A Centennial Tribute to Myrna Loy
Although she was once known as “The Perfect Wife” (a phrase she didn’t much care for) after her portrayals of William Powell’s wife in theThin Man series, Fredric March’s wife in The Best Years of Our Lives (1946), Cary Grant’s wife in Mr. Blandings Builds His Dream House (1948), and Clifton Webb’s wife in Cheaper By the Dozen (1950), Myrna Loy was much more than that.
To my mind, whether playing a wife or not, she was simply a class act, both on and off the screen.
Born Myrna Williams on August 2, 1905 in Radersburg, Montana, her father named her after a train station! The youngest person ever elected to the Montana State legislature, her father died when she was 13, and her mother moved the family to Los Angeles, where she started acting at the age of 15 in local theatre productions.
After five years spent in chorus lines and plays, she made her screen debut in 1925 (after being “discovered” by Rudolph Valentino’s wife, who saw her in a stage play), appearing in small parts in four films that year. Among them was What Price Beauty, in which she took the type of vampy role for which she became known during the silent era. Her exotic, almost Oriental appearance kept her working regularly throughout the 1920s. She became a contract player for Warner Brothers in 1926, and then later for MGM, who finally gave her the part that put her on the map, as Nora Charles in The Thin Man (1934). (Don’t miss the newly released Complete Thin Man Collection on DVD.)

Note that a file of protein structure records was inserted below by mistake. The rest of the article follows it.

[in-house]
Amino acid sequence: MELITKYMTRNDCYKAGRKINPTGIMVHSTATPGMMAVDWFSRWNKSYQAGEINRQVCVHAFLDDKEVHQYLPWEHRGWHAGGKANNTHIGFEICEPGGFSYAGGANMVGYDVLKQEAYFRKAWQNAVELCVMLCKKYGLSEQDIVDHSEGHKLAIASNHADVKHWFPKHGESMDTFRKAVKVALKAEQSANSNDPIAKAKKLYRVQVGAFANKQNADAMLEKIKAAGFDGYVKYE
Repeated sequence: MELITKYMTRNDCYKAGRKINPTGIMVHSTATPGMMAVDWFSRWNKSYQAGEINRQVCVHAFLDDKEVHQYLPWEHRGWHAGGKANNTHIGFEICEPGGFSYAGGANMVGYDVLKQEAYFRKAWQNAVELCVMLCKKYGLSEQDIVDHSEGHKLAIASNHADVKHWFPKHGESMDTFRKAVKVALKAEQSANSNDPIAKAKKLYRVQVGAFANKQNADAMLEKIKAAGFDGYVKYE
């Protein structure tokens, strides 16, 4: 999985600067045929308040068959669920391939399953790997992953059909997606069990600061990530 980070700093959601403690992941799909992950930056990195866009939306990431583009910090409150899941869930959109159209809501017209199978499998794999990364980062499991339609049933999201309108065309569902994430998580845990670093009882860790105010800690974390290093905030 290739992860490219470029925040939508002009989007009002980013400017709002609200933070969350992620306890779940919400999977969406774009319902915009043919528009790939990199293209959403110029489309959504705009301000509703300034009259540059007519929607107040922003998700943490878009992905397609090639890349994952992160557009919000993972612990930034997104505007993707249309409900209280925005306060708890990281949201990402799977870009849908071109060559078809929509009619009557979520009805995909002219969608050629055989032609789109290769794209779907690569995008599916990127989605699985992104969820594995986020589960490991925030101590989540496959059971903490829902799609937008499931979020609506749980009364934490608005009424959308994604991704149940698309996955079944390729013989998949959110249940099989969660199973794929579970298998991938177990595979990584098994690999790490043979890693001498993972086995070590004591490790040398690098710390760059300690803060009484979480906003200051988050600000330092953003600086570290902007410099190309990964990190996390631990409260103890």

Within two years, she was named Queen of the Movies in a nationwide poll (Clark Gable was King). She gave up acting during World War II in order to devote herself to the war effort through the Red Cross, then after the war appeared in the Oscar-winning The Best Years of Our Lives, opposite Fredric March, in 1946. Other significant films during this period included The Bachelor and the Bobby-Soxer (1947), Mr. Blandings Builds His Dream House (1948) and Cheaper by the Dozen (1950). She also made five Thin Man sequels. She appeared on screen and on TV sparingly after the 1950s, but acted often in stage plays starting in 1963. She was a founding member of the non-profit American Place Theatre, formed to help in the development of new writers.
A staunch Democrat, she served as a film advisor for UNESCO from 1949 to 1954 and an advisor to the National Committee Against Discrimination in Housing. She co-founded The Committee for The First Amendment in order to battle against HUAC during the 50s witch hunts, and later campaigned for Adlai Stevenson and John F. Kennedy. She was married and divorced four times, the last time from 1951 to 1960.
Though she was never nominated for an acting Oscar, she received an honorary award in 1991, two years before her death (unfortunately she was unable to attend the ceremony personally). She passed away during surgery on December 14, 1993 in New York City.
Myrna Loy was a remarkable lady and a wonderful actress, for whom many very nice Web sites have been created. Many of them are listed in Part II of this article, which has been updated as a celebration of the centennial of her birth.
Part I: Introduction
Part II: Myrna Loy Tributes and Other Pages
Part III: Movie Reviews & Where to Find Her Movies
Part IV: Photos, Art, and Posters